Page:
Rummy rebellion

Donald Rumsfeld

General uprising

Until the mid-20th century, the Defense Department was called the War Department, and the Secretary of Defense was the Secretary of War. That's a useful distinction, because it's turning out that Donald Rumsfeld might have been a good Secretary of Defense, but he's been a terrible Secretary of War.

In recent days, several retired generals have publicly called for Rumsfeld to resign because of his botched conduct of the wars in Afghanistan and Iraq and general unhappiness with his leadership.

Some of the attacks have been blistering. Marine Lieut. General Greg Newbold, the top operations officer in the Pentagon, ultimately retired from the Marine Corps, partly because of his opposition to the Iraq war. He faults not only Rumsefld but also military leaders who did not speak out:

Those are men who know the hard consequences of war but, with few exceptions, acted timidly when their voices urgently needed to be heard. When they knew the plan was flawed, saw intelligence distorted to justify a rationale for war, or witnessed arrogant micromanagement that at times crippled the military's effectiveness, many leaders who wore the uniform chose inaction. A few of the most senior officers actually supported the logic for war. Others were simply intimidated, while still others must have believed that the principle of obedience does not allow for respectful dissent. The consequence of the military's quiescence was that a fundamentally flawed plan was executed for an invented war, while pursuing the real enemy, al-Qaeda, became a secondary effort.

In response, the Pentagon and the White House have launched public relations campaigns in defense of Rummy. GWB declared that contrary to what some might think, Rummy is exactly the right person to lead the defense department and said in a written statement, "He has my full support and deepest appreciation." Retired General Richard Myers, former chairman of the Joint Chiefs of Staff, hit the Sunday talk shows to deny that Rummy was an autocratic, micro-manager who didn't listen. He also took aim at the outspoken generals, calling their public comments "inappropriate."

On ABC, George Stephanopolous tried to pin Myers down, "Why is it inappropriate?"

"It's inappropriate because it's not the military that judges our civilian bosses. That would be a [unintelligible], and a horrible state in this country, in my opinion if the military was left to judge the civilian bosses, because when you judge Secretary Rumsfeld, you're also judging the Commander in Chief, because that's the chain of command."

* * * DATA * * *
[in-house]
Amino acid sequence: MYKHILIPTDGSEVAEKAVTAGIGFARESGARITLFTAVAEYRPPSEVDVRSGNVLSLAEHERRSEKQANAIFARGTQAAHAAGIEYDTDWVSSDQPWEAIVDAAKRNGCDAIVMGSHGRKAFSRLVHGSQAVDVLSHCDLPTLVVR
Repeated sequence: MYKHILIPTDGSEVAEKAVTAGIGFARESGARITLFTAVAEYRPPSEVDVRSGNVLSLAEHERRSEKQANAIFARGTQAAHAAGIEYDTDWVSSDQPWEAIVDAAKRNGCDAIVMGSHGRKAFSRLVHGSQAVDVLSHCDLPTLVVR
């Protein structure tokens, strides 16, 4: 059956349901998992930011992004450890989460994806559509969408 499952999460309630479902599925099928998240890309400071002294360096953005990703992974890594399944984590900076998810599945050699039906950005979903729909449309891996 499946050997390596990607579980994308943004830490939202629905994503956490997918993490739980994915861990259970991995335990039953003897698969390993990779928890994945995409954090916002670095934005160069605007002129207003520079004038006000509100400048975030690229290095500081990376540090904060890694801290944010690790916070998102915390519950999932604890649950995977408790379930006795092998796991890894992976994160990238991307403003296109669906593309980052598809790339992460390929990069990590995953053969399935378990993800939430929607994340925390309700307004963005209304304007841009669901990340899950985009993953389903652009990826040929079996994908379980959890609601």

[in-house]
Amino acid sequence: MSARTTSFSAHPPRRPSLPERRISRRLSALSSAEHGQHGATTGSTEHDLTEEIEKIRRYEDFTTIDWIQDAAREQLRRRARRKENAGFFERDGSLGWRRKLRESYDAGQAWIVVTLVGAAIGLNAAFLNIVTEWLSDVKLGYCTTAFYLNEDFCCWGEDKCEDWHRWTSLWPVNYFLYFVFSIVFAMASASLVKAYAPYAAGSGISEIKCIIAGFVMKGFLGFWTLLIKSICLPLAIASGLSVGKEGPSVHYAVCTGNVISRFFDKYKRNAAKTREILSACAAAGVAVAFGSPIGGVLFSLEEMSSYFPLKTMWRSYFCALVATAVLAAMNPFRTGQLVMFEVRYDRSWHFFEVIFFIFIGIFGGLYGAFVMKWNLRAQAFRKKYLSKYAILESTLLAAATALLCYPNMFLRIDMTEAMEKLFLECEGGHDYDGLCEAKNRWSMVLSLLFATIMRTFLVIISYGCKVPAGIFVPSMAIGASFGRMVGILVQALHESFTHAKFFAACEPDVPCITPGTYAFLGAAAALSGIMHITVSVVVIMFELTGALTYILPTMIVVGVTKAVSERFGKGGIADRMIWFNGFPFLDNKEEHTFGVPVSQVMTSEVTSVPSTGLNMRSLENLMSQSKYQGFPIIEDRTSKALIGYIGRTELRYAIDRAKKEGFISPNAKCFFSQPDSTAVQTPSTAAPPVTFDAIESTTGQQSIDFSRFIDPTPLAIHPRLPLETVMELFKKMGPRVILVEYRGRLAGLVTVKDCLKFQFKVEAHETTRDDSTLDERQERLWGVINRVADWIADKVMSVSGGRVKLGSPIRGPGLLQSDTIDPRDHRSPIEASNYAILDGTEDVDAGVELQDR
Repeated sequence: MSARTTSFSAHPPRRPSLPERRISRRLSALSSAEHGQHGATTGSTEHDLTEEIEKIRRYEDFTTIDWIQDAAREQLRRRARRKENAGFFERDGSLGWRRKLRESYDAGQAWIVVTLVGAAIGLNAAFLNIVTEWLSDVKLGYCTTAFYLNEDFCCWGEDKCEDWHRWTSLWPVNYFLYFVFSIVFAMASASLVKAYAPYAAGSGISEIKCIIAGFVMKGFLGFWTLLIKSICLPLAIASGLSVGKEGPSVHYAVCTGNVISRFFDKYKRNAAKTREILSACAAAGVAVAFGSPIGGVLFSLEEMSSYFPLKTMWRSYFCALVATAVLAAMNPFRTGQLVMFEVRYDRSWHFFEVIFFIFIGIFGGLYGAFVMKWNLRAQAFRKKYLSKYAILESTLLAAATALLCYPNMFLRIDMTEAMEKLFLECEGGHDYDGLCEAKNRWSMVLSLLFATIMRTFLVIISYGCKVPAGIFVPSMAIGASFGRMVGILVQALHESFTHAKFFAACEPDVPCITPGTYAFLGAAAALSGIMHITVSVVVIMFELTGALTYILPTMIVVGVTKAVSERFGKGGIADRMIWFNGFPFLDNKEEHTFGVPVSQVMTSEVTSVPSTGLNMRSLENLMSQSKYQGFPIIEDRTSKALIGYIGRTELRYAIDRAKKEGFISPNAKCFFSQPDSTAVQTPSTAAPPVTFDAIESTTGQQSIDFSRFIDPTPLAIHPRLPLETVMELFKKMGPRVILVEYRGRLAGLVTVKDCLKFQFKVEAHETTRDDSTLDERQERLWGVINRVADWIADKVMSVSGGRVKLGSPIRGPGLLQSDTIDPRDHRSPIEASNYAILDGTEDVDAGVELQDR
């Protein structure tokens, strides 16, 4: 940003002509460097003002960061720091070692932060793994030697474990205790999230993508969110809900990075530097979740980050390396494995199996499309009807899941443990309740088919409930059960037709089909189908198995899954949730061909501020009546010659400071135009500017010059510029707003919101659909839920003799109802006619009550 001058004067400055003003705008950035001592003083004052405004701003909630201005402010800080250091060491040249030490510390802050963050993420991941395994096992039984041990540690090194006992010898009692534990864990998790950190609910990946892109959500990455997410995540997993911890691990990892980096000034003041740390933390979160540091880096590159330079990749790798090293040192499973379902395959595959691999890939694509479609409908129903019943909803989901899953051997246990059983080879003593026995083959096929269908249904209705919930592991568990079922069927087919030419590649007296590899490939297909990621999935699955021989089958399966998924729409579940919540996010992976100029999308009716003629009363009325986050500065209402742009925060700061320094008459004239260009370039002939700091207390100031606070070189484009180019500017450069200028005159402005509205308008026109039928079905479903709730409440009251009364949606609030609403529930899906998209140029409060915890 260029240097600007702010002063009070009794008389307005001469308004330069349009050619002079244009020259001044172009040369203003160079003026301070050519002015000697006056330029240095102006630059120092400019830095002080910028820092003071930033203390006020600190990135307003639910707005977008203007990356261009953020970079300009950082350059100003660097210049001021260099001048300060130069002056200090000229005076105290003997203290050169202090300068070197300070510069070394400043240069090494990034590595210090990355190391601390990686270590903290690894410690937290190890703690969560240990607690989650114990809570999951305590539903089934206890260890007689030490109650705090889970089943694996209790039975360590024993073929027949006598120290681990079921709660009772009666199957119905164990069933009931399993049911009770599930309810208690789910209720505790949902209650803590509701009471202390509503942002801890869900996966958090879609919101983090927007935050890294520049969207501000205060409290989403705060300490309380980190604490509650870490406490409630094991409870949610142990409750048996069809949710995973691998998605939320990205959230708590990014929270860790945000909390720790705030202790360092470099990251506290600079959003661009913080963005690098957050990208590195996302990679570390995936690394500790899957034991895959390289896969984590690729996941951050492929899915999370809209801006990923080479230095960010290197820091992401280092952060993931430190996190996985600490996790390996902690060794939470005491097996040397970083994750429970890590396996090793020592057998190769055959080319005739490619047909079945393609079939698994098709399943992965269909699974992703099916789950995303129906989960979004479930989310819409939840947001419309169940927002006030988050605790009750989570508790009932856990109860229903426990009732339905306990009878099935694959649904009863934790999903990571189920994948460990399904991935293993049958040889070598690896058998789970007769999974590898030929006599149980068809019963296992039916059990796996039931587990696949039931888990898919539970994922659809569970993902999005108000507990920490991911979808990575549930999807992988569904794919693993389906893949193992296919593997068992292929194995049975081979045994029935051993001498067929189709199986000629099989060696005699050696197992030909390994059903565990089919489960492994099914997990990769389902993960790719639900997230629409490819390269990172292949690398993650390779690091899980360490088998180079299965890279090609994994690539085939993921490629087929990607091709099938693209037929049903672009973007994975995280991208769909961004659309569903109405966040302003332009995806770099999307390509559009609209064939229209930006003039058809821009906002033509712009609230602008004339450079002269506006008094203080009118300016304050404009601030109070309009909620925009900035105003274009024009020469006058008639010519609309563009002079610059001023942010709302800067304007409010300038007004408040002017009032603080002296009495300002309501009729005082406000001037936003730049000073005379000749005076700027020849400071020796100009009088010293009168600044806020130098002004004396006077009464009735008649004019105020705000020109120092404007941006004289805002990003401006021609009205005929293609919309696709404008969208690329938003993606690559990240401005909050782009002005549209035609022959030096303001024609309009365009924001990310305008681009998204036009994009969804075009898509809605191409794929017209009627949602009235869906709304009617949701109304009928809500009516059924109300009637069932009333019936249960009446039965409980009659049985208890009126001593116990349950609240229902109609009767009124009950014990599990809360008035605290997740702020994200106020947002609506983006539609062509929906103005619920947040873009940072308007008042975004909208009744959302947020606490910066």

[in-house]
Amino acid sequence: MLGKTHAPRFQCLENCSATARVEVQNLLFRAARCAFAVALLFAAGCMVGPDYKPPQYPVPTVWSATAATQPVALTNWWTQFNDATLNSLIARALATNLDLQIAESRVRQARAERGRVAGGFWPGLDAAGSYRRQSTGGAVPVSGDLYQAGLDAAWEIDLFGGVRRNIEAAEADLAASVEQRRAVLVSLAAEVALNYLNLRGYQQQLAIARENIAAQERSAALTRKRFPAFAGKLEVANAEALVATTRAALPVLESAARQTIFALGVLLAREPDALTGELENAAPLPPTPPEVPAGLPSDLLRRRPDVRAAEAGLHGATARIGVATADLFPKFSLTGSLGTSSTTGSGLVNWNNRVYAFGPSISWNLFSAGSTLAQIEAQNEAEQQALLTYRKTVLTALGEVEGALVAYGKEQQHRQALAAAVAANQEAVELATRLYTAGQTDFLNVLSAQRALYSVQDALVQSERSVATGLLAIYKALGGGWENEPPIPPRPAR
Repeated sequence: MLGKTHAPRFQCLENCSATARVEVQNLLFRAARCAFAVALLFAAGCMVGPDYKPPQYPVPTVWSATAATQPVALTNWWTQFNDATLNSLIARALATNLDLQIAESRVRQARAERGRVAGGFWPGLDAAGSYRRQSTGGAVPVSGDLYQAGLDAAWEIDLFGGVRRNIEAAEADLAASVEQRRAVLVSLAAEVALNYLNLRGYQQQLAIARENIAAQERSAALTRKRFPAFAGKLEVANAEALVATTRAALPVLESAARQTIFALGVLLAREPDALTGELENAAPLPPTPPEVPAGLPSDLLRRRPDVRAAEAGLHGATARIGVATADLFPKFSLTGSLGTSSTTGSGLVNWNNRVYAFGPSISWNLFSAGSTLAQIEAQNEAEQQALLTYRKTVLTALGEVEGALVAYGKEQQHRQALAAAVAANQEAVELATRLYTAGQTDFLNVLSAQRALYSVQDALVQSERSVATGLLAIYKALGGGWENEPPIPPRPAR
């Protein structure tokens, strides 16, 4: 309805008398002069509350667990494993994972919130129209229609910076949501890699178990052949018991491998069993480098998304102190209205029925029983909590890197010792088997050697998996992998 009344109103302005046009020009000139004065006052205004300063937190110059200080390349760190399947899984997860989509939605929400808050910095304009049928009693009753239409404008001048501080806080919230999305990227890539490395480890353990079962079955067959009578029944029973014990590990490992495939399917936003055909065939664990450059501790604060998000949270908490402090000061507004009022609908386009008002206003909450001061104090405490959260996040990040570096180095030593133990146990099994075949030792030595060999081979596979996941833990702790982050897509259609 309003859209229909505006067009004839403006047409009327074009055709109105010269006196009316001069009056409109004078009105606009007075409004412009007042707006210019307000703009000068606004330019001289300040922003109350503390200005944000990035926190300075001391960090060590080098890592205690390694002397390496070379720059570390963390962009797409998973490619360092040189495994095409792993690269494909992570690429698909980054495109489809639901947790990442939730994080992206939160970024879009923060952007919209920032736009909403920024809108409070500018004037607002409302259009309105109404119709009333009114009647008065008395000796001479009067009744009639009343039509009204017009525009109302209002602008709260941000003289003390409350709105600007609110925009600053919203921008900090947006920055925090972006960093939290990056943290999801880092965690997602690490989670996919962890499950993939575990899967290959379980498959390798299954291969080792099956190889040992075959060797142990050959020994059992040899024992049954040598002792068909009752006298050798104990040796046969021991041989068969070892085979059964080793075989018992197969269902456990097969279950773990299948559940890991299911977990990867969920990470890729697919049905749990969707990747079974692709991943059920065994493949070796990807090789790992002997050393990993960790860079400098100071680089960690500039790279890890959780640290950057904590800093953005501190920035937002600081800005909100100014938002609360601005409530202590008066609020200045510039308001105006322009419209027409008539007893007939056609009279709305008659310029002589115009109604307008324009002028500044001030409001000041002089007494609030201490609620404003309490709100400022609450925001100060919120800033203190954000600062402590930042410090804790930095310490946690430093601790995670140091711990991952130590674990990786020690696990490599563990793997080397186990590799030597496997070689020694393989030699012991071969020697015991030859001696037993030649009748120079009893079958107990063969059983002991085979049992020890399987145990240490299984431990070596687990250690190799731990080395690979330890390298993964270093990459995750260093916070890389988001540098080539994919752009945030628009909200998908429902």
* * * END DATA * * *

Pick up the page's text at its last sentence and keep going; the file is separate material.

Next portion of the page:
Myers went on to say that everyone had had their chance to speak out, and cited General Eric Shinseki as an example, saying that after Shinseki's congressional testimony that "several hundred thousand" troops would be needed to occupy Iraq, "he never mentioned the number again."

Well, duh! The words were hardly out of Shinseki's mouth before Wolfie and Rummy publicly slapped him down, ridiculing Shinseki's estimate as "wildly off the mark." Soon, Shinseki's planned retirement was accelerated, and he was marginalized. Now who in their right mind would express a contrary opinion after that? It didn't take a genius to get that message.

There is a lot to be said for a "shut up and salute" attitude once decisions are made and action begins. To use a sports analogy: When the quarterback calls the play and the team moves from the huddle to the line, everybody's job is to execute the play as best they can. But that doesn't mean you shouldn't look at the game films to see how the play worked or could be done better.

David Brooks, writing in the New York Times (16-Apr-06), notes that Rummy is a classic Anti-Organization Man: "He never met an organization he didn't try to upend.... Anti-Organization Men like Rumsfeld value the traits needed to mount frontal assaults on vast bureaucracies: first, unshakable self-confidence; second, a willingness to stir up opposition and to be unmoved in the face of it (on the contrary, to see it as the inevitable byproduct of success)."

Brooks notes that Rummy took direct aim at the Pentagon: "On Sept. 10, 2001, Rumsfeld held a town meeting in the Pentagon that almost perfectly summarizes his career. There is an organization that threatens the security of the United States, he warned. 'With brutal consistency, it stifles free thought and crushes new ideas.' The adversary is close to home, he concluded: 'It's the Pentagon bureaucracy.'"

Many people, myself included, liked and appreciated Rummy for his analytic, even cerebral, approach to his job, and there is no doubt the military was in need of restructuring, which Rummy called "transformation."

But "9/11 changed everything," as GWB is fond of reminding us. And the problem seems to be that Rummy has kept on following a playbook based on defeating one enemy, the Pentagon bureaucracy, instead of a playbook to defeat a different enemy, terrorism. Rummy may know organizations, but when it comes to armed combat, his generals surely know more. Rummy's shortcoming has been his inability to shift from being Secretary of Defense to Secretary of War.

Nick Anderson cartoon
Nick Anderson

Myers was right about one thing: to judge Rumsfeld is to judge Bush. And there's the rub. People have judged Bush, and poll results show they don't like how he's doing his job. In that context, changing personnel at the DOD might have a salutary effect on morale, at least temporarily, but the real issue is changing policy. And that chain of command leads directly to GWB, cozy in his bubble surrounded by yes-men and yes-women.